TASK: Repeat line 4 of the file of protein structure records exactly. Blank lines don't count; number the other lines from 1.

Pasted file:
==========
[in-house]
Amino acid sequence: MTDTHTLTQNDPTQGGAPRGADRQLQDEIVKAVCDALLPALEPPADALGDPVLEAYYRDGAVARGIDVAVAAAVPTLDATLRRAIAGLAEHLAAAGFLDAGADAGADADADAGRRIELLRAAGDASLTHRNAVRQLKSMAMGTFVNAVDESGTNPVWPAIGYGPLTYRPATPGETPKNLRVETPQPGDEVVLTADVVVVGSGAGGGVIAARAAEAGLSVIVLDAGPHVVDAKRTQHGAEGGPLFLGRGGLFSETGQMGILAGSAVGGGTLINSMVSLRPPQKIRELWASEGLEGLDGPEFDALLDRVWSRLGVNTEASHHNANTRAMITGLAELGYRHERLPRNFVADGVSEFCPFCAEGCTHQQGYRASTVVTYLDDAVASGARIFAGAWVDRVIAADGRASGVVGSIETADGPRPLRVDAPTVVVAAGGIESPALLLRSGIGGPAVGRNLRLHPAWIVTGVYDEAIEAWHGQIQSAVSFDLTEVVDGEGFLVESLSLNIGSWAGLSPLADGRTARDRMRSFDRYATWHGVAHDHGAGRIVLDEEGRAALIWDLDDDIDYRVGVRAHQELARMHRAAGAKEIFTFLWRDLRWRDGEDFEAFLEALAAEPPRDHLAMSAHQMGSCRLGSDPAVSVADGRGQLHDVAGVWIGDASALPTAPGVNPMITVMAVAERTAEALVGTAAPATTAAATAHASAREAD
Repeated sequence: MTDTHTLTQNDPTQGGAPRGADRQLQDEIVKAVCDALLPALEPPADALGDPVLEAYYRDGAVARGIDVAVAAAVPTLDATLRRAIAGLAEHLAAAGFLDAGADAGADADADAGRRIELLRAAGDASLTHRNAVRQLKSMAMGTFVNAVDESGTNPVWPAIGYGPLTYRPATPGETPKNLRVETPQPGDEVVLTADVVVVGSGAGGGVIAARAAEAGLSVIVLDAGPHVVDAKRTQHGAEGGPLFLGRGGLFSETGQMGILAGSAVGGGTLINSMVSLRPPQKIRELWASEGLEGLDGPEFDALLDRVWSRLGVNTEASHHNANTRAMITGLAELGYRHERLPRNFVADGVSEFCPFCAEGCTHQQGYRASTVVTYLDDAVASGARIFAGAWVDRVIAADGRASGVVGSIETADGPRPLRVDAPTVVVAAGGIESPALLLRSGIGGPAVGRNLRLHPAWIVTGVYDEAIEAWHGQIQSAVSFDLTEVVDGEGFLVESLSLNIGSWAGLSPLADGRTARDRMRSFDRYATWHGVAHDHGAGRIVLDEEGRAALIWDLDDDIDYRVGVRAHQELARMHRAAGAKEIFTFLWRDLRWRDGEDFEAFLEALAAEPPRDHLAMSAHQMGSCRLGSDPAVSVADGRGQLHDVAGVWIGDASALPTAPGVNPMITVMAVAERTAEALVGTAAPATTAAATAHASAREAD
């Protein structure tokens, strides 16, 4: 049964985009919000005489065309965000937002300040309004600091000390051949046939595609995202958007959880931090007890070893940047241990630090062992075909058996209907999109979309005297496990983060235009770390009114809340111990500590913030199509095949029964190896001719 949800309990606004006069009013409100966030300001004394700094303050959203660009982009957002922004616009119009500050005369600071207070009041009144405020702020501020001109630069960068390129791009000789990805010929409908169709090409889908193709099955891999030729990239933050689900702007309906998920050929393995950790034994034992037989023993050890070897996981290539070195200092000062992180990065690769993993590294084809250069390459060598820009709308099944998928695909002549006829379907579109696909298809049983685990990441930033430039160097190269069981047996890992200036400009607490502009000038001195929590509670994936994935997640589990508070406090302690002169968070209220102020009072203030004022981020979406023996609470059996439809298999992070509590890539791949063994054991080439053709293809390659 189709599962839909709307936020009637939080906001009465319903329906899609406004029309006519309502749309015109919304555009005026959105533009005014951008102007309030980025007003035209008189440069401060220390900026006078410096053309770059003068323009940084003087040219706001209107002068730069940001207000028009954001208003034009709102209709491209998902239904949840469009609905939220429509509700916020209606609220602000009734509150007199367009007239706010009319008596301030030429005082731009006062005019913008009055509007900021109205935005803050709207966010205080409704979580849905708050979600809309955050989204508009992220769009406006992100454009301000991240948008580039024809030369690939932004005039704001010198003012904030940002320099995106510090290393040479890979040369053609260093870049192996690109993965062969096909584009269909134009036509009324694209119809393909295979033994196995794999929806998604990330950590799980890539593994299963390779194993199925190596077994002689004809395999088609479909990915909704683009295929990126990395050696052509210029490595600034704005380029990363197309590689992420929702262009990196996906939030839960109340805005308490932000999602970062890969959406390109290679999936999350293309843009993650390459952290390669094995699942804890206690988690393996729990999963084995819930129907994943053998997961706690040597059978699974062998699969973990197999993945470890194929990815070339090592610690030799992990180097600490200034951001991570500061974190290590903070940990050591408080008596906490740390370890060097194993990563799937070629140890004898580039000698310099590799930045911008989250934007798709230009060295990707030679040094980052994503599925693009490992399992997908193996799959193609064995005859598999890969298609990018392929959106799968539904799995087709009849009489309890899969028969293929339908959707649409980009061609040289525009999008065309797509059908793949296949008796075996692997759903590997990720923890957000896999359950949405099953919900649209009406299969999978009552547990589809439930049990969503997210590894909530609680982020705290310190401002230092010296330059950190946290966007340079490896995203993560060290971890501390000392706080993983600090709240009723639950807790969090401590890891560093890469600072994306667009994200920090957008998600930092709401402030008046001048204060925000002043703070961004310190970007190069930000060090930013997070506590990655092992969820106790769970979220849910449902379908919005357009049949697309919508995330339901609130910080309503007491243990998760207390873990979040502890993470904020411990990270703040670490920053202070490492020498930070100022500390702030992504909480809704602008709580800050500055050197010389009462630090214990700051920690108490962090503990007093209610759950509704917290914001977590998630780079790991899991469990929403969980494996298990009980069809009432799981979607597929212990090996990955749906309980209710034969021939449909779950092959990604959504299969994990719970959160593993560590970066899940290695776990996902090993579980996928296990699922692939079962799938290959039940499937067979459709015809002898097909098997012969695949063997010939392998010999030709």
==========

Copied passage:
């Protein structure tokens, strides 16, 4: 049964985009919000005489065309965000937002300040309004600091000390051949046939595609995202958007959880931090007890070893940047241990630090062992075909058996209907999109979309005297496990983060235009770390009114809340111990500590913030199509095949029964190896001719 949800309990606004006069009013409100966030300001004394700094303050959203660009982009957002922004616009119009500050005369600071207070009041009144405020702020501020001109630069960068390129791009000789990805010929409908169709090409889908193709099955891999030729990239933050689900702007309906998920050929393995950790034994034992037989023993050890070897996981290539070195200092000062992180990065690769993993590294084809250069390459060598820009709308099944998928695909002549006829379907579109696909298809049983685990990441930033430039160097190269069981047996890992200036400009607490502009000038001195929590509670994936994935997640589990508070406090302690002169968070209220102020009072203030004022981020979406023996609470059996439809298999992070509590890539791949063994054991080439053709293809390659 189709599962839909709307936020009637939080906001009465319903329906899609406004029309006519309502749309015109919304555009005026959105533009005014951008102007309030980025007003035209008189440069401060220390900026006078410096053309770059003068323009940084003087040219706001209107002068730069940001207000028009954001208003034009709102209709491209998902239904949840469009609905939220429509509700916020209606609220602000009734509150007199367009007239706010009319008596301030030429005082731009006062005019913008009055509007900021109205935005803050709207966010205080409704979580849905708050979600809309955050989204508009992220769009406006992100454009301000991240948008580039024809030369690939932004005039704001010198003012904030940002320099995106510090290393040479890979040369053609260093870049192996690109993965062969096909584009269909134009036509009324694209119809393909295979033994196995794999929806998604990330950590799980890539593994299963390779194993199925190596077994002689004809395999088609479909990915909704683009295929990126990395050696052509210029490595600034704005380029990363197309590689992420929702262009990196996906939030839960109340805005308490932000999602970062890969959406390109290679999936999350293309843009993650390459952290390669094995699942804890206690988690393996729990999963084995819930129907994943053998997961706690040597059978699974062998699969973990197999993945470890194929990815070339090592610690030799992990180097600490200034951001991570500061974190290590903070940990050591408080008596906490740390370890060097194993990563799937070629140890004898580039000698310099590799930045911008989250934007798709230009060295990707030679040094980052994503599925693009490992399992997908193996799959193609064995005859598999890969298609990018392929959106799968539904799995087709009849009489309890899969028969293929339908959707649409980009061609040289525009999008065309797509059908793949296949008796075996692997759903590997990720923890957000896999359950949405099953919900649209009406299969999978009552547990589809439930049990969503997210590894909530609680982020705290310190401002230092010296330059950190946290966007340079490896995203993560060290971890501390000392706080993983600090709240009723639950807790969090401590890891560093890469600072994306667009994200920090957008998600930092709401402030008046001048204060925000002043703070961004310190970007190069930000060090930013997070506590990655092992969820106790769970979220849910449902379908919005357009049949697309919508995330339901609130910080309503007491243990998760207390873990979040502890993470904020411990990270703040670490920053202070490492020498930070100022500390702030992504909480809704602008709580800050500055050197010389009462630090214990700051920690108490962090503990007093209610759950509704917290914001977590998630780079790991899991469990929403969980494996298990009980069809009432799981979607597929212990090996990955749906309980209710034969021939449909779950092959990604959504299969994990719970959160593993560590970066899940290695776990996902090993579980996928296990699922692939079962799938290959039940499937067979459709015809002898097909098997012969695949063997010939392998010999030709």